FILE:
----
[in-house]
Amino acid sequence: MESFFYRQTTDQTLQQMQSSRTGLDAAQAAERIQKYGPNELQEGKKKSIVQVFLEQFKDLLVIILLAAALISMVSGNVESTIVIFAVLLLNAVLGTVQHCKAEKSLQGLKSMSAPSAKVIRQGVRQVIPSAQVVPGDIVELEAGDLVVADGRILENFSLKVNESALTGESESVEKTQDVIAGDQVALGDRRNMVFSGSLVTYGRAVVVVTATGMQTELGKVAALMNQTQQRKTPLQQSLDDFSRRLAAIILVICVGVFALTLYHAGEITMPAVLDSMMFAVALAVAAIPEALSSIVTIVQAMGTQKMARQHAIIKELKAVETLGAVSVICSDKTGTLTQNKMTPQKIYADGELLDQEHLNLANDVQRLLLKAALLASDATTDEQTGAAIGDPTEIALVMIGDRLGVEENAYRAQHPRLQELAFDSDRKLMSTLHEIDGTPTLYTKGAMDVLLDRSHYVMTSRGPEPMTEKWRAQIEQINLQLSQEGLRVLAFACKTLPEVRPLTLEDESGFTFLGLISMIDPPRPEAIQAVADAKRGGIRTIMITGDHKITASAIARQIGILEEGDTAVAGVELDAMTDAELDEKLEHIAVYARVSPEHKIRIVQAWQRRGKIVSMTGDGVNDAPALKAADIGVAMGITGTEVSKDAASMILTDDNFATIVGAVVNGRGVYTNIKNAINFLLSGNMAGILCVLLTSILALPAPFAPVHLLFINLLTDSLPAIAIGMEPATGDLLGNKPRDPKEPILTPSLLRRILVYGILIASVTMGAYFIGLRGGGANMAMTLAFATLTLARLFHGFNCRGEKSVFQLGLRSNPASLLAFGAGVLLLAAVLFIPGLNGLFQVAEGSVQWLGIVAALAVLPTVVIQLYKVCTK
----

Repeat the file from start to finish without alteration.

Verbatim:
[in-house]
Amino acid sequence: MESFFYRQTTDQTLQQMQSSRTGLDAAQAAERIQKYGPNELQEGKKKSIVQVFLEQFKDLLVIILLAAALISMVSGNVESTIVIFAVLLLNAVLGTVQHCKAEKSLQGLKSMSAPSAKVIRQGVRQVIPSAQVVPGDIVELEAGDLVVADGRILENFSLKVNESALTGESESVEKTQDVIAGDQVALGDRRNMVFSGSLVTYGRAVVVVTATGMQTELGKVAALMNQTQQRKTPLQQSLDDFSRRLAAIILVICVGVFALTLYHAGEITMPAVLDSMMFAVALAVAAIPEALSSIVTIVQAMGTQKMARQHAIIKELKAVETLGAVSVICSDKTGTLTQNKMTPQKIYADGELLDQEHLNLANDVQRLLLKAALLASDATTDEQTGAAIGDPTEIALVMIGDRLGVEENAYRAQHPRLQELAFDSDRKLMSTLHEIDGTPTLYTKGAMDVLLDRSHYVMTSRGPEPMTEKWRAQIEQINLQLSQEGLRVLAFACKTLPEVRPLTLEDESGFTFLGLISMIDPPRPEAIQAVADAKRGGIRTIMITGDHKITASAIARQIGILEEGDTAVAGVELDAMTDAELDEKLEHIAVYARVSPEHKIRIVQAWQRRGKIVSMTGDGVNDAPALKAADIGVAMGITGTEVSKDAASMILTDDNFATIVGAVVNGRGVYTNIKNAINFLLSGNMAGILCVLLTSILALPAPFAPVHLLFINLLTDSLPAIAIGMEPATGDLLGNKPRDPKEPILTPSLLRRILVYGILIASVTMGAYFIGLRGGGANMAMTLAFATLTLARLFHGFNCRGEKSVFQLGLRSNPASLLAFGAGVLLLAAVLFIPGLNGLFQVAEGSVQWLGIVAALAVLPTVVIQLYKVCTK